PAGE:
Introduction to Exchange 2010 Server – ExPBA (Best Practice Analyzer)
It’s wonderful, it’s free, you simply must try the ExBPA. The name says it all: Exchange Server Best Practice Analyzer and you get it free from Microsoft. Not only is the ExBPA a serious tool, which scans Exchange for weaknesses, but it’s also a fun tool, which prompts you to learn as you improve your servers performance.
Topics for Exchange 2010 – ExBPA (Best Practice Analyzer)
- Getting started with ExBPA
- Scan settings
- How ExBPA works
- Also – ExBPA for Exchange 2007
In Exchange Server 2010, the Best Practices Analyzer is installed during Exchange Setup (as it was in Exchange 2007. Once installed you can run the ExBPA from the Exchange Management Console Toolbox.
However, it’s better to run ExBPA from a workstation such as Windows 7. For this purpose you can download a free copy of ExBPA from Microsoft’s site and install it on a workstation.
LEM will alert you to problems such as when a key application on a particular server is unavailable. It can also detect when services have stopped, or if there is a network latency problem. Perhaps this log and event management tool’s most interesting ability is to take corrective action, for example by restarting services, or isolating the source of a maleware attack.
Yet perhaps the killer reason why people use LEM is for its compliance capability, with a little help from you, it will ensure that your organization complies with industry standards such as CISP or FERPA. LEM is a really smart application that can make correlations between data in different logs, then use its built-in logic to take corrective action, to restart services, or thwart potential security breaches – give LEM a whirl.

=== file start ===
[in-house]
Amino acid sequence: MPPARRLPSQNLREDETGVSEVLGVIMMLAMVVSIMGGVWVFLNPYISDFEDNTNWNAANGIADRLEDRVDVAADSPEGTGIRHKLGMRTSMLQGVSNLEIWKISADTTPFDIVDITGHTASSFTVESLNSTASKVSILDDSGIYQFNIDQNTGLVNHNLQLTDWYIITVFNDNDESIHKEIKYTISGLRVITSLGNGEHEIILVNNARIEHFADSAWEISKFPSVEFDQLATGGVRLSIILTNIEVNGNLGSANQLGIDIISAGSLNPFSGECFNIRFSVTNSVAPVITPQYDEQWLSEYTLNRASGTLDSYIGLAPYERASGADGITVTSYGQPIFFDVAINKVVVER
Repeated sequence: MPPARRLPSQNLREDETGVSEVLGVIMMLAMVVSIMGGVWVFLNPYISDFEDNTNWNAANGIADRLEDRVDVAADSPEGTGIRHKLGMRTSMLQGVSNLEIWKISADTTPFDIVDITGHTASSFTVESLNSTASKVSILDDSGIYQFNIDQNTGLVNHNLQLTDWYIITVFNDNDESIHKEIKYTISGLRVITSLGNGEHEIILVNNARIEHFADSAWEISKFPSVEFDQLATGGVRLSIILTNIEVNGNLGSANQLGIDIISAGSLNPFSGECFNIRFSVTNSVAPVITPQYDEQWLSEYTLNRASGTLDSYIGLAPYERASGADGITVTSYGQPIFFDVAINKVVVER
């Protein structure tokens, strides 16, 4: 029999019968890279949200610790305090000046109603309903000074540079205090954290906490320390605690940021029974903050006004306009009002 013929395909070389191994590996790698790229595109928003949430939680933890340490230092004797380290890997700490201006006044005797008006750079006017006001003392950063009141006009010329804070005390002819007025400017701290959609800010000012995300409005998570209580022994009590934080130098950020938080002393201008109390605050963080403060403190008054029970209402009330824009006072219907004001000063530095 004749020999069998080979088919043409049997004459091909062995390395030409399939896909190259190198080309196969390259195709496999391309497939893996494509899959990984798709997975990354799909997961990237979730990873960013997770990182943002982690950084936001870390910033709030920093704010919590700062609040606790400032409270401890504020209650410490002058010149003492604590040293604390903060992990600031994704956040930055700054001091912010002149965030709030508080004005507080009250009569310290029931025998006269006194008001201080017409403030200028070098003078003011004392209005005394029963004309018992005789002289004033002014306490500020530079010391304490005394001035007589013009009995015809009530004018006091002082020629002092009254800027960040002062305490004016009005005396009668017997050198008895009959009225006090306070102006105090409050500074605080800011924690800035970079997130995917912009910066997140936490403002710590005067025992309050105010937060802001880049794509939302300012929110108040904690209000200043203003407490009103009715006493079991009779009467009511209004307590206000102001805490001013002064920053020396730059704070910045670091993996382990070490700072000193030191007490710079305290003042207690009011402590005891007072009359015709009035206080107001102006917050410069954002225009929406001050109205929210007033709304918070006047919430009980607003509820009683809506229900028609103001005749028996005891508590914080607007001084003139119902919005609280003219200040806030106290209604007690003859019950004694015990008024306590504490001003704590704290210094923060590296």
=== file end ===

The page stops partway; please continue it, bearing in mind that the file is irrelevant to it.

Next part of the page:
Getting Started with ExBPA on Windows 7
Installing could not be easier, just double click the ExBPA.msi file.
Once the install completes, and ExBPA launches, connect to the Active Directory responsible for your Exchange Organization. Naturally, ExBPA uses the credentials of the account under which you logged on.
The next step is to start a new Best Practices scan, but before setting the scan to run, you need to choose:
1. A name for the scan.
2. Specify the scope (of your Exchange Organization).
3. Select the type of scan, e.g. Health, Baseline, or Readiness.
4. Check the network speed.
The ExBPA carries out a very good and comprehensive Health Check. If possible run a baseline check early in your Exchange 2010 career, it will pay back handsomely later when you run future scans.
Talking of planning ahead, it’s always worth running the Exchange Server Readiness Check (see screensot).
Vital readiness ExBPA checks:
- Verifying that the Schema Master is at least Windows 2003 SP1.
- Identifying any Active Directory domains which are not in native mode.
- Checking that the Exchange organization is in native mode.
- Identifying any Active Directory sites that do not have a Global Catalog server.
SolarWinds’ Network Performance Monitor will help you discover what’s happening on your network. This utility will also guide you through troubleshooting; the dashboard will indicate whether the root cause is a broken link, faulty equipment or resource overload.
What I like best is the way NPM suggests solutions to network problems. Its also has the ability to monitor the health of individual VMware virtual machines. If you are interested in troubleshooting, and creating network maps, then I recommend that you try NPM now.
One of the hallmarks of a great utility like ExBPA, is that you don’t need to consult an instruction manual before you start. All you need to do is launch ExBPA, click on ‘Connect to Active Directory’, and you are ready to scan. BPA progresses through its tests, and makes a comprehensive comparison between your system and Microsoft’s best practices.